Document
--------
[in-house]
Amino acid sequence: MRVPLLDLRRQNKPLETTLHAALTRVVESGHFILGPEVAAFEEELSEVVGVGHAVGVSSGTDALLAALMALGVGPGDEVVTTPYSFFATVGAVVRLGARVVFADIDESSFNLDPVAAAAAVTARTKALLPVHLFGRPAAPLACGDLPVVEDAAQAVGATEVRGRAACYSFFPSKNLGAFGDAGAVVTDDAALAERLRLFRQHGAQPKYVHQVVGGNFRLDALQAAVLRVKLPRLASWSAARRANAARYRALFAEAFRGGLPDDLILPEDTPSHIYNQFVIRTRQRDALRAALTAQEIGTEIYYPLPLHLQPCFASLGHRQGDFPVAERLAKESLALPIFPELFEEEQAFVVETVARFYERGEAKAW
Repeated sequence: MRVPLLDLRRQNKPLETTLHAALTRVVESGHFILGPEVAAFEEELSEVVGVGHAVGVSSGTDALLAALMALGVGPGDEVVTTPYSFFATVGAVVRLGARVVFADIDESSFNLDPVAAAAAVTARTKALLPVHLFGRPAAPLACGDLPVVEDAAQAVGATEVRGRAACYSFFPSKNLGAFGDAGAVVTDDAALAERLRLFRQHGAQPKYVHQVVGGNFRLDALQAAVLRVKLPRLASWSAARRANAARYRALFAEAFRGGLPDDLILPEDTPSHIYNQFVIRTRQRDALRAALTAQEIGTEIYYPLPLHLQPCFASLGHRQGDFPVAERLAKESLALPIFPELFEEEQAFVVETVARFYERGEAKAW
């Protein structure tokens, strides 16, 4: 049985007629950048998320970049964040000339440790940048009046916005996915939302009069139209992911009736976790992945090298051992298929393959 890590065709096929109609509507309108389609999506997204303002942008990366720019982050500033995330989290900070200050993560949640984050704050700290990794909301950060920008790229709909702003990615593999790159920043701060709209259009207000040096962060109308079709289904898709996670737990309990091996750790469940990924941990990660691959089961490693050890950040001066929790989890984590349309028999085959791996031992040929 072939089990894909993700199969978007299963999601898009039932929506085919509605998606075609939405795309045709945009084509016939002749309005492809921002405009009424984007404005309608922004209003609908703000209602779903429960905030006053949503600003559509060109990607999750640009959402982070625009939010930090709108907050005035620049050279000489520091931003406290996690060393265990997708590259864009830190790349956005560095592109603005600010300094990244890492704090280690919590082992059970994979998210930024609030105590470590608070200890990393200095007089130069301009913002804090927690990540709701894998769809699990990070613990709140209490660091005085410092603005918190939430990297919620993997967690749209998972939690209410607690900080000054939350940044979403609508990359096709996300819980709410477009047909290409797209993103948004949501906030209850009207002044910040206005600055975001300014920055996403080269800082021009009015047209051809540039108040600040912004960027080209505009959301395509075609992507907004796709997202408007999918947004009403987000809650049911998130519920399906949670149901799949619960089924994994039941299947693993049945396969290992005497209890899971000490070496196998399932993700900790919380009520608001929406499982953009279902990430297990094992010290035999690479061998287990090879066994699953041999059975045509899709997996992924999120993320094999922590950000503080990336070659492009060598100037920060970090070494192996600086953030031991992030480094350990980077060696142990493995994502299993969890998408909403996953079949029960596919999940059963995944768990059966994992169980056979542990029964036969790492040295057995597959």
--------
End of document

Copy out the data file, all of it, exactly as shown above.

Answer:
[in-house]
Amino acid sequence: MRVPLLDLRRQNKPLETTLHAALTRVVESGHFILGPEVAAFEEELSEVVGVGHAVGVSSGTDALLAALMALGVGPGDEVVTTPYSFFATVGAVVRLGARVVFADIDESSFNLDPVAAAAAVTARTKALLPVHLFGRPAAPLACGDLPVVEDAAQAVGATEVRGRAACYSFFPSKNLGAFGDAGAVVTDDAALAERLRLFRQHGAQPKYVHQVVGGNFRLDALQAAVLRVKLPRLASWSAARRANAARYRALFAEAFRGGLPDDLILPEDTPSHIYNQFVIRTRQRDALRAALTAQEIGTEIYYPLPLHLQPCFASLGHRQGDFPVAERLAKESLALPIFPELFEEEQAFVVETVARFYERGEAKAW
Repeated sequence: MRVPLLDLRRQNKPLETTLHAALTRVVESGHFILGPEVAAFEEELSEVVGVGHAVGVSSGTDALLAALMALGVGPGDEVVTTPYSFFATVGAVVRLGARVVFADIDESSFNLDPVAAAAAVTARTKALLPVHLFGRPAAPLACGDLPVVEDAAQAVGATEVRGRAACYSFFPSKNLGAFGDAGAVVTDDAALAERLRLFRQHGAQPKYVHQVVGGNFRLDALQAAVLRVKLPRLASWSAARRANAARYRALFAEAFRGGLPDDLILPEDTPSHIYNQFVIRTRQRDALRAALTAQEIGTEIYYPLPLHLQPCFASLGHRQGDFPVAERLAKESLALPIFPELFEEEQAFVVETVARFYERGEAKAW
């Protein structure tokens, strides 16, 4: 049985007629950048998320970049964040000339440790940048009046916005996915939302009069139209992911009736976790992945090298051992298929393959 890590065709096929109609509507309108389609999506997204303002942008990366720019982050500033995330989290900070200050993560949640984050704050700290990794909301950060920008790229709909702003990615593999790159920043701060709209259009207000040096962060109308079709289904898709996670737990309990091996750790469940990924941990990660691959089961490693050890950040001066929790989890984590349309028999085959791996031992040929 072939089990894909993700199969978007299963999601898009039932929506085919509605998606075609939405795309045709945009084509016939002749309005492809921002405009009424984007404005309608922004209003609908703000209602779903429960905030006053949503600003559509060109990607999750640009959402982070625009939010930090709108907050005035620049050279000489520091931003406290996690060393265990997708590259864009830190790349956005560095592109603005600010300094990244890492704090280690919590082992059970994979998210930024609030105590470590608070200890990393200095007089130069301009913002804090927690990540709701894998769809699990990070613990709140209490660091005085410092603005918190939430990297919620993997967690749209998972939690209410607690900080000054939350940044979403609508990359096709996300819980709410477009047909290409797209993103948004949501906030209850009207002044910040206005600055975001300014920055996403080269800082021009009015047209051809540039108040600040912004960027080209505009959301395509075609992507907004796709997202408007999918947004009403987000809650049911998130519920399906949670149901799949619960089924994994039941299947693993049945396969290992005497209890899971000490070496196998399932993700900790919380009520608001929406499982953009279902990430297990094992010290035999690479061998287990090879066994699953041999059975045509899709997996992924999120993320094999922590950000503080990336070659492009060598100037920060970090070494192996600086953030031991992030480094350990980077060696142990493995994502299993969890998408909403996953079949029960596919999940059963995944768990059966994992169980056979542990029964036969790492040295057995597959």